Friday Fun: A GridView Drive Report

I’ve been experimenting with different techniques to work with PowerShell in graphical ways, but without resorting to complex solutions such as WinForms or ShowUI. For today’s Friday Fun I have a little script that presents a drive usage report using WMI and Out-GridView. As always, my goal with these articles is to impart a nugget of useful information, regardless of whether you need the complete solution.

Getting the drive data with WMI is pretty straightforward.

get-wmiobject win32_logicaldisk -filter "drivetype=3"

But what I want is something I can send to Out-Gridview that will give me a graphical representation of drive utilization. So I’ll take this basic command and pipe it to Select-Object, and add a few custom properties.

$data = Get-WmiObject -class win32_logicaldisk -ComputerName $computername -filter 'drivetype=3' |
Select @{Name="Computername";Expression={$_.Systemname}},
@{Name="Drive";Expression={$_.DeviceID}},
@{Name="SizeMB";Expression={[int]($_.Size/1MB)}},
@{Name="FreeMB";Expression={[int]($_.Freespace/1MB)}},
@{Name="UsedMB";Expression={[math]::round(($_.size - $_.Freespace)/1MB,2)}},
@{Name="Free%";Expression={[math]::round(($_.Freespace/$_.Size)*100,2)}},
@{Name="FreeGraph";Expression={
 [int]$per=($_.Freespace/$_.Size)*100
 "|" * $per }
 }

My custom properties reformat values into MB and a Free percentage. These values are formatted as numbers so they can be sorted. That much would be fine if you wanted to write that to the pipeline. But I’m going to get graphical so I also define a property called FreeGraph. The value is simply the “|” character displayed once for each percent of free space. Sure, I could write this to the pipeline and see something like this:

Computername : SERENITY
Drive        : G:
SizeMB       : 476938
FreeMB       : 102887
UsedMB       : 374050.49
Free%        : 21.57
FreeGraph    : !!||||||||||||||||||||||

But where this gets really interesting is where I pipe $data to Out-GridView. Here’s an example where I queried several computers.

Now I have a graphical report that I can filter and sort. You may have to manually resize the display and adjust columns but you get the idea. But as they say on late night TV, wait there’s more.

If you have PowerShell v3, Out-Gridview now supports passthru. You can select one or more objects in Out-GridView and they will be written to the pipeline. This leads to some interesting opportunities. Here’s a variation that opens the selected drives in a new gridview window, displaying all the WMI properties.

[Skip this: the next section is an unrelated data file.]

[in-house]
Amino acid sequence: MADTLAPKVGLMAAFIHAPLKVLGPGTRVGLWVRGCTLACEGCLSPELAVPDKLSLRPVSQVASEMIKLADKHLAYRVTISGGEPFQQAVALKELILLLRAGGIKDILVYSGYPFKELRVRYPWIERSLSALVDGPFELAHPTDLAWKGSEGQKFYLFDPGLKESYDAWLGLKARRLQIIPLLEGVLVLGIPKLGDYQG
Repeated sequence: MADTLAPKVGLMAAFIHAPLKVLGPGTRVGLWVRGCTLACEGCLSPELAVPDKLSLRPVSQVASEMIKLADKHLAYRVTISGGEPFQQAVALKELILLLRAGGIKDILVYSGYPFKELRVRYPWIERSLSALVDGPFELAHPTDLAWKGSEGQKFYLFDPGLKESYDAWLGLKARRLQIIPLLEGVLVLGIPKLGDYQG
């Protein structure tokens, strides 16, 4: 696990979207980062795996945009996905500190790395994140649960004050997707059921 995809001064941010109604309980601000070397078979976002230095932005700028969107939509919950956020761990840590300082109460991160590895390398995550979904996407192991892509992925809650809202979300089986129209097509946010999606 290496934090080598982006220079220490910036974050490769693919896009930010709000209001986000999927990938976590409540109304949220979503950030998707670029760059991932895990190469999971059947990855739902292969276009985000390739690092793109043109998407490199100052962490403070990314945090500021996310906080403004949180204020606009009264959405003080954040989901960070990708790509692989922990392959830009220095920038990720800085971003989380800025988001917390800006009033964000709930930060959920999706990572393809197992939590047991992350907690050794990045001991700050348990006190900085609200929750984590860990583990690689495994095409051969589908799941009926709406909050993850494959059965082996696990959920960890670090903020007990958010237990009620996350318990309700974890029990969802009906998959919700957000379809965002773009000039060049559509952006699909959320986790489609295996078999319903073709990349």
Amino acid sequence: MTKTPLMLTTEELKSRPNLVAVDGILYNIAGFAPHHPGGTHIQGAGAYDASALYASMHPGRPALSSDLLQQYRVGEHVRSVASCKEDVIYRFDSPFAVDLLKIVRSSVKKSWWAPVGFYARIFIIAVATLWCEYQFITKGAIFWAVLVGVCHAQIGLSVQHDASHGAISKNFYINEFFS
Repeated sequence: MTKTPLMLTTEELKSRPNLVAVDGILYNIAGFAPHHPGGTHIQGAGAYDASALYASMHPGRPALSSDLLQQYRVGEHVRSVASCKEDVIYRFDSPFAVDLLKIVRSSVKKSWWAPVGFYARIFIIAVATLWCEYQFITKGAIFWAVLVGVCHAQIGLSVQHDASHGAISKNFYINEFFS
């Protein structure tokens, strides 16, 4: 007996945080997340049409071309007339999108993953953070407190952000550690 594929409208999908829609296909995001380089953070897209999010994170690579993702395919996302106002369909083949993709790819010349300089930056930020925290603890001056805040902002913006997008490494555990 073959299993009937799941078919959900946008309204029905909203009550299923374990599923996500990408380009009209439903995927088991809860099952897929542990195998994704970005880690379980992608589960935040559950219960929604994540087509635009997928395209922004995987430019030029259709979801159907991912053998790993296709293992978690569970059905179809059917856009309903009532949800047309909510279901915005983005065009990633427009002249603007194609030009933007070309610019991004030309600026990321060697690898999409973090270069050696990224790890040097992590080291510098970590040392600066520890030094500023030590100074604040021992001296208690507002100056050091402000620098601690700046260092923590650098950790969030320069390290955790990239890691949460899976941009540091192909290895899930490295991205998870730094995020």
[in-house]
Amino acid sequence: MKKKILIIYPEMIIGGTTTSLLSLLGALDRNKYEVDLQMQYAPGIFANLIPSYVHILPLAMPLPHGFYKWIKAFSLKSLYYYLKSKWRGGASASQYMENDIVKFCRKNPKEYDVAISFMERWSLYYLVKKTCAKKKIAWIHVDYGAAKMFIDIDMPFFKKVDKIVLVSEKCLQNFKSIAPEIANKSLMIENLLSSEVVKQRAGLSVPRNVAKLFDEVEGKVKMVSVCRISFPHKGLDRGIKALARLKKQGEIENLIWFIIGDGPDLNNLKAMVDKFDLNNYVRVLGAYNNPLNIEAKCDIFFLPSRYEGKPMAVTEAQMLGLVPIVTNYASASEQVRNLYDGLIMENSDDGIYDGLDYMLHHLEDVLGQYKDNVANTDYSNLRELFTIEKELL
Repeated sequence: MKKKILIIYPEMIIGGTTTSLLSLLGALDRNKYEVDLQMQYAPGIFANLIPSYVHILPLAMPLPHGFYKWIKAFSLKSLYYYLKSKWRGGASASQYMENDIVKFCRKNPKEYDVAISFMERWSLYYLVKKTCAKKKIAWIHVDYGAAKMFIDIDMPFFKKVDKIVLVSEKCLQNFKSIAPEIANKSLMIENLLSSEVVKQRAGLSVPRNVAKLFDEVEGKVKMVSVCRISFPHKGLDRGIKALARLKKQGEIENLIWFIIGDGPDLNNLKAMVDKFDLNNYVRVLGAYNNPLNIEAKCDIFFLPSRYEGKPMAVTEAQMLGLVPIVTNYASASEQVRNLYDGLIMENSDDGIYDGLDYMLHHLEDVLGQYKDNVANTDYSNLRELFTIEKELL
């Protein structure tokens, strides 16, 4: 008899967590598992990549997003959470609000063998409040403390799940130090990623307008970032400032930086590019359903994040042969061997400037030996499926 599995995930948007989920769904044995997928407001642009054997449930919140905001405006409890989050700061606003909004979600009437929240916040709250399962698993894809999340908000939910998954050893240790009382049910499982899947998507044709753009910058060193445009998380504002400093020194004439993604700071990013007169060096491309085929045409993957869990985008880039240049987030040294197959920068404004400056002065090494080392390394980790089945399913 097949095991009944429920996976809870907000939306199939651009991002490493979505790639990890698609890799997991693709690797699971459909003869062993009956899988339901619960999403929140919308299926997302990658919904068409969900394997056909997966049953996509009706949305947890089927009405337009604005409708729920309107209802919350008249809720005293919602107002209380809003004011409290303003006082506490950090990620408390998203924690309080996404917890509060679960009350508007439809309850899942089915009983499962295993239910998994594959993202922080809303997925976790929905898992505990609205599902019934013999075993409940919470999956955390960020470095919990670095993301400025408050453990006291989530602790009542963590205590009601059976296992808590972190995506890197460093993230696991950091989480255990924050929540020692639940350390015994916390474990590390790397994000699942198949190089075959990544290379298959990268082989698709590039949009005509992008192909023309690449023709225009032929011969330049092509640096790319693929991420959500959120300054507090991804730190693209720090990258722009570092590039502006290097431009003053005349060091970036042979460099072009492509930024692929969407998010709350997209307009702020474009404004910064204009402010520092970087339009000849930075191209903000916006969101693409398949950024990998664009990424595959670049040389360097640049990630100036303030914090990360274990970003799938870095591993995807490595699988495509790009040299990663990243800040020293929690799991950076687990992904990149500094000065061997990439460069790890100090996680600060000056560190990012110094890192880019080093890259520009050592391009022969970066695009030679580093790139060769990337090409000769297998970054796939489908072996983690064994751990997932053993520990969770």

$data | out-gridview -Title 'WMI Detail: Please select one or more drives' -PassThru |
 foreach {
  get-wmiobject -Class win32_logicaldisk -filter "deviceid='$($_.Drive)'" -computername $_.Computername |
 Select * } | Out-GridView -Title 'WMI Drive Detail'

This gridview allows me to select multiple entries.

When I click OK, the objects are piped back to PowerShell and in this case back to Out-Gridview.

Or, maybe you simply need to open the drive on the remote machine. Since I’m querying logical disks, they should each have an administrative share which I can construct from the drive object, and then open using Invoke-Item.

  $data |
  out-gridview -Title "Drive Explorer: Please select one or more drives to open" -PassThru |
  Foreach {
   #construct a UNC for the drive that should be the administrative share
   $unc = "\\{0}\{1}" -f $_.Computername,$_.Drive.replace(":","$")
   #open the UNC in Windows Explorer
   invoke-item $unc
  }

In these examples Out-Gridview is set to allow multiple selections. If you prefer to limit selection to one object, then use -Outputmode Single in place of -Passthru.

I’ve put all of these commands in a script you can download and try for yourself.

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